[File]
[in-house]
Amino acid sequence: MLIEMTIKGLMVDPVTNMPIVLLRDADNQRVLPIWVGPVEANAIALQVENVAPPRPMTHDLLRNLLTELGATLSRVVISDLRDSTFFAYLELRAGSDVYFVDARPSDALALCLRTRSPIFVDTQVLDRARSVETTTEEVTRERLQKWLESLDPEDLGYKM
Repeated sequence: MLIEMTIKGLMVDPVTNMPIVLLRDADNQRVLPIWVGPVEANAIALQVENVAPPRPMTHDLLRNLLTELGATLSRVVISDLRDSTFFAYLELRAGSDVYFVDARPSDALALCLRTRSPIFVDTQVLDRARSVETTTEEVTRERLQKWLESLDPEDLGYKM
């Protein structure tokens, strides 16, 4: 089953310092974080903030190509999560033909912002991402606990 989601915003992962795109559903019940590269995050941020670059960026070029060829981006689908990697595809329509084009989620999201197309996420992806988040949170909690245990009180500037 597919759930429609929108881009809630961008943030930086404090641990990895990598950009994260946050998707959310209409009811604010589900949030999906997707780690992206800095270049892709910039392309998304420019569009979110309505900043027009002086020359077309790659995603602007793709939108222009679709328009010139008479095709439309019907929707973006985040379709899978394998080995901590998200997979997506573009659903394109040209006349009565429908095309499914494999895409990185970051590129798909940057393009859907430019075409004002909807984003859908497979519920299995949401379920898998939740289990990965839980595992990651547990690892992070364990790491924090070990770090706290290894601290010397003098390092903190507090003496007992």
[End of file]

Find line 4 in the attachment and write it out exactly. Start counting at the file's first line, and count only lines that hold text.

């Protein structure tokens, strides 16, 4: 089953310092974080903030190509999560033909912002991402606990 989601915003992962795109559903019940590269995050941020670059960026070029060829981006689908990697595809329509084009989620999201197309996420992806988040949170909690245990009180500037 597919759930429609929108881009809630961008943030930086404090641990990895990598950009994260946050998707959310209409009811604010589900949030999906997707780690992206800095270049892709910039392309998304420019569009979110309505900043027009002086020359077309790659995603602007793709939108222009679709328009010139008479095709439309019907929707973006985040379709899978394998080995901590998200997979997506573009659903394109040209006349009565429908095309499914494999895409990185970051590129798909940057393009859907430019075409004002909807984003859908497979519920299995949401379920898998939740289990990965839980595992990651547990690892992070364990790491924090070990770090706290290894601290010397003098390092903190507090003496007992």